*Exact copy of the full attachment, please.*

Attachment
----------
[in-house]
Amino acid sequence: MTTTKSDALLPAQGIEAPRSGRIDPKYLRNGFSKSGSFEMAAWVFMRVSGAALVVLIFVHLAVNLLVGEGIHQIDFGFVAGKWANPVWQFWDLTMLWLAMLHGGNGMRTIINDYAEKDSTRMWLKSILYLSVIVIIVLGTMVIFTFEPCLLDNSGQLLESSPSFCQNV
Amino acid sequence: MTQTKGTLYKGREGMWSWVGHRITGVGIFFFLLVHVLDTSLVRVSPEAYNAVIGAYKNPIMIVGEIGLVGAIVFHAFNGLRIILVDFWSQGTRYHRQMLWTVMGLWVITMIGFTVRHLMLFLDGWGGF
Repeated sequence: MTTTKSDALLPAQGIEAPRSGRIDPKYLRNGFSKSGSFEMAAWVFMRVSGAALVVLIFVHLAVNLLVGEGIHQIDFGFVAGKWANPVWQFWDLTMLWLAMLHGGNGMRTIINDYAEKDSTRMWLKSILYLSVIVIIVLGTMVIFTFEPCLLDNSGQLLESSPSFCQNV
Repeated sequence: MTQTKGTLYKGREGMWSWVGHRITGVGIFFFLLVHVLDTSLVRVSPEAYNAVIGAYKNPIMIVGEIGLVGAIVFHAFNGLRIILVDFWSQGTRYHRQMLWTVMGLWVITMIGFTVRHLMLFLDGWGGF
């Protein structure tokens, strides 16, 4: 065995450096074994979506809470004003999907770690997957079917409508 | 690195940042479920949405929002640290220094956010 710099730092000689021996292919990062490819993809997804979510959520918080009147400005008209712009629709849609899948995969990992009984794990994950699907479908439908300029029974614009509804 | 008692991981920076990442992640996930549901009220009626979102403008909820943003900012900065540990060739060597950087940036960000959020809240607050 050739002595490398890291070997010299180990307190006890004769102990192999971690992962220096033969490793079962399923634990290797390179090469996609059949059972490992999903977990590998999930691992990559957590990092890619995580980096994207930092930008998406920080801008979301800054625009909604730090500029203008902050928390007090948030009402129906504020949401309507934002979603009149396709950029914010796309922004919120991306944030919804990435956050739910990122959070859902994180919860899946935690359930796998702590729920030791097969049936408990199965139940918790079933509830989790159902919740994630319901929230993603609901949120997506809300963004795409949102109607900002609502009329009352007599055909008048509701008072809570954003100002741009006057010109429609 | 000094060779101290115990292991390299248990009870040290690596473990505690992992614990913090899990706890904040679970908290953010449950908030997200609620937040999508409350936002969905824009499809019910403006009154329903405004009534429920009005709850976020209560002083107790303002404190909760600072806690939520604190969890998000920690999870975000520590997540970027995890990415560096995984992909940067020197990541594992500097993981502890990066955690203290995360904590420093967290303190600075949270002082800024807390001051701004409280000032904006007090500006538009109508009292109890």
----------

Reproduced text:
[in-house]
Amino acid sequence: MTTTKSDALLPAQGIEAPRSGRIDPKYLRNGFSKSGSFEMAAWVFMRVSGAALVVLIFVHLAVNLLVGEGIHQIDFGFVAGKWANPVWQFWDLTMLWLAMLHGGNGMRTIINDYAEKDSTRMWLKSILYLSVIVIIVLGTMVIFTFEPCLLDNSGQLLESSPSFCQNV
Amino acid sequence: MTQTKGTLYKGREGMWSWVGHRITGVGIFFFLLVHVLDTSLVRVSPEAYNAVIGAYKNPIMIVGEIGLVGAIVFHAFNGLRIILVDFWSQGTRYHRQMLWTVMGLWVITMIGFTVRHLMLFLDGWGGF
Repeated sequence: MTTTKSDALLPAQGIEAPRSGRIDPKYLRNGFSKSGSFEMAAWVFMRVSGAALVVLIFVHLAVNLLVGEGIHQIDFGFVAGKWANPVWQFWDLTMLWLAMLHGGNGMRTIINDYAEKDSTRMWLKSILYLSVIVIIVLGTMVIFTFEPCLLDNSGQLLESSPSFCQNV
Repeated sequence: MTQTKGTLYKGREGMWSWVGHRITGVGIFFFLLVHVLDTSLVRVSPEAYNAVIGAYKNPIMIVGEIGLVGAIVFHAFNGLRIILVDFWSQGTRYHRQMLWTVMGLWVITMIGFTVRHLMLFLDGWGGF
């Protein structure tokens, strides 16, 4: 065995450096074994979506809470004003999907770690997957079917409508 | 690195940042479920949405929002640290220094956010 710099730092000689021996292919990062490819993809997804979510959520918080009147400005008209712009629709849609899948995969990992009984794990994950699907479908439908300029029974614009509804 | 008692991981920076990442992640996930549901009220009626979102403008909820943003900012900065540990060739060597950087940036960000959020809240607050 050739002595490398890291070997010299180990307190006890004769102990192999971690992962220096033969490793079962399923634990290797390179090469996609059949059972490992999903977990590998999930691992990559957590990092890619995580980096994207930092930008998406920080801008979301800054625009909604730090500029203008902050928390007090948030009402129906504020949401309507934002979603009149396709950029914010796309922004919120991306944030919804990435956050739910990122959070859902994180919860899946935690359930796998702590729920030791097969049936408990199965139940918790079933509830989790159902919740994630319901929230993603609901949120997506809300963004795409949102109607900002609502009329009352007599055909008048509701008072809570954003100002741009006057010109429609 | 000094060779101290115990292991390299248990009870040290690596473990505690992992614990913090899990706890904040679970908290953010449950908030997200609620937040999508409350936002969905824009499809019910403006009154329903405004009534429920009005709850976020209560002083107790303002404190909760600072806690939520604190969890998000920690999870975000520590997540970027995890990415560096995984992909940067020197990541594992500097993981502890990066955690203290995360904590420093967290303190600075949270002082800024807390001051701004409280000032904006007090500006538009109508009292109890």